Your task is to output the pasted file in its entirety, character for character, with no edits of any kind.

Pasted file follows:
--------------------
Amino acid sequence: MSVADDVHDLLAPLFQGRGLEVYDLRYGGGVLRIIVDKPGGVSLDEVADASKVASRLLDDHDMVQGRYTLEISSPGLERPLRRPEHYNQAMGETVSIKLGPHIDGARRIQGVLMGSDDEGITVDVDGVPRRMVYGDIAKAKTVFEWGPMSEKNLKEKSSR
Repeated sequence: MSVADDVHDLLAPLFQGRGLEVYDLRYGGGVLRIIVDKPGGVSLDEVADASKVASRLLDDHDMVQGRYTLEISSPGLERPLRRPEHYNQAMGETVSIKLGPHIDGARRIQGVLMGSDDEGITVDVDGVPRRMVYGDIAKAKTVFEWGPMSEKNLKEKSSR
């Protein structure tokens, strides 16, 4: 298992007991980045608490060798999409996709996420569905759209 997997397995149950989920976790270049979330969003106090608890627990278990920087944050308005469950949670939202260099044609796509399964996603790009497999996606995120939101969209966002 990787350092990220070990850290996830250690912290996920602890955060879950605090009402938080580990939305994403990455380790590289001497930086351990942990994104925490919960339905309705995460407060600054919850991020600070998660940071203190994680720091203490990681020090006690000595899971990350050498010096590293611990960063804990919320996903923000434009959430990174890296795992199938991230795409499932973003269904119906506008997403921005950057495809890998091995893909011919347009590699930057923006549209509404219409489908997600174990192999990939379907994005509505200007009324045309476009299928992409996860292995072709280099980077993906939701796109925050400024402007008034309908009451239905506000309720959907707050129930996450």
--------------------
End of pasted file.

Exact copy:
Amino acid sequence: MSVADDVHDLLAPLFQGRGLEVYDLRYGGGVLRIIVDKPGGVSLDEVADASKVASRLLDDHDMVQGRYTLEISSPGLERPLRRPEHYNQAMGETVSIKLGPHIDGARRIQGVLMGSDDEGITVDVDGVPRRMVYGDIAKAKTVFEWGPMSEKNLKEKSSR
Repeated sequence: MSVADDVHDLLAPLFQGRGLEVYDLRYGGGVLRIIVDKPGGVSLDEVADASKVASRLLDDHDMVQGRYTLEISSPGLERPLRRPEHYNQAMGETVSIKLGPHIDGARRIQGVLMGSDDEGITVDVDGVPRRMVYGDIAKAKTVFEWGPMSEKNLKEKSSR
């Protein structure tokens, strides 16, 4: 298992007991980045608490060798999409996709996420569905759209 997997397995149950989920976790270049979330969003106090608890627990278990920087944050308005469950949670939202260099044609796509399964996603790009497999996606995120939101969209966002 990787350092990220070990850290996830250690912290996920602890955060879950605090009402938080580990939305994403990455380790590289001497930086351990942990994104925490919960339905309705995460407060600054919850991020600070998660940071203190994680720091203490990681020090006690000595899971990350050498010096590293611990960063804990919320996903923000434009959430990174890296795992199938991230795409499932973003269904119906506008997403921005950057495809890998091995893909011919347009590699930057923006549209509404219409489908997600174990192999990939379907994005509505200007009324045309476009299928992409996860292995072709280099980077993906939701796109925050400024402007008034309908009451239905506000309720959907707050129930996450």